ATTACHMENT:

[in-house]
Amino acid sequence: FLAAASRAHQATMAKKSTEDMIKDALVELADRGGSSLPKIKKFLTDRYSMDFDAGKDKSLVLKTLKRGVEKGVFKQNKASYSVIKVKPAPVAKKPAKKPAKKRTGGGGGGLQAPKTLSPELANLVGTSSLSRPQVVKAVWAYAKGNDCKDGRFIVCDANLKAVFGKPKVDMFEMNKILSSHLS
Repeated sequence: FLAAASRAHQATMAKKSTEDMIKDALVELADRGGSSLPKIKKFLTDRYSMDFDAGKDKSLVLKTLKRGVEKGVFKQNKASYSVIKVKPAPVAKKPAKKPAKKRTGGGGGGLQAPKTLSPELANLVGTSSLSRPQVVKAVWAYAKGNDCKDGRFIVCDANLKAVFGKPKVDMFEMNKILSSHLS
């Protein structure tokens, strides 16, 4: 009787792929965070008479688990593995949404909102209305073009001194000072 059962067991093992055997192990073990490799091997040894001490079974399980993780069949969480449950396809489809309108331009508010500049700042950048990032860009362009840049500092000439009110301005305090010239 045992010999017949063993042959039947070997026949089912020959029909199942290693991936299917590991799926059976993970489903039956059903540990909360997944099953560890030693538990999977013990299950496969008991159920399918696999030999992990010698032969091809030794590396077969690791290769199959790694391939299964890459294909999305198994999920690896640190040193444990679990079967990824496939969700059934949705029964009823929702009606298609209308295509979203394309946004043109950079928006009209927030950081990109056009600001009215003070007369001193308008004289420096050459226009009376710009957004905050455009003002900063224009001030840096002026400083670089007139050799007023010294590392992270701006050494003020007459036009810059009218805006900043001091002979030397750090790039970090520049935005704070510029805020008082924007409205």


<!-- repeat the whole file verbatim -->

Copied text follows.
[in-house]
Amino acid sequence: FLAAASRAHQATMAKKSTEDMIKDALVELADRGGSSLPKIKKFLTDRYSMDFDAGKDKSLVLKTLKRGVEKGVFKQNKASYSVIKVKPAPVAKKPAKKPAKKRTGGGGGGLQAPKTLSPELANLVGTSSLSRPQVVKAVWAYAKGNDCKDGRFIVCDANLKAVFGKPKVDMFEMNKILSSHLS
Repeated sequence: FLAAASRAHQATMAKKSTEDMIKDALVELADRGGSSLPKIKKFLTDRYSMDFDAGKDKSLVLKTLKRGVEKGVFKQNKASYSVIKVKPAPVAKKPAKKPAKKRTGGGGGGLQAPKTLSPELANLVGTSSLSRPQVVKAVWAYAKGNDCKDGRFIVCDANLKAVFGKPKVDMFEMNKILSSHLS
């Protein structure tokens, strides 16, 4: 009787792929965070008479688990593995949404909102209305073009001194000072 059962067991093992055997192990073990490799091997040894001490079974399980993780069949969480449950396809489809309108331009508010500049700042950048990032860009362009840049500092000439009110301005305090010239 045992010999017949063993042959039947070997026949089912020959029909199942290693991936299917590991799926059976993970489903039956059903540990909360997944099953560890030693538990999977013990299950496969008991159920399918696999030999992990010698032969091809030794590396077969690791290769199959790694391939299964890459294909999305198994999920690896640190040193444990679990079967990824496939969700059934949705029964009823929702009606298609209308295509979203394309946004043109950079928006009209927030950081990109056009600001009215003070007369001193308008004289420096050459226009009376710009957004905050455009003002900063224009001030840096002026400083670089007139050799007023010294590392992270701006050494003020007459036009810059009218805006900043001091002979030397750090790039970090520049935005704070510029805020008082924007409205």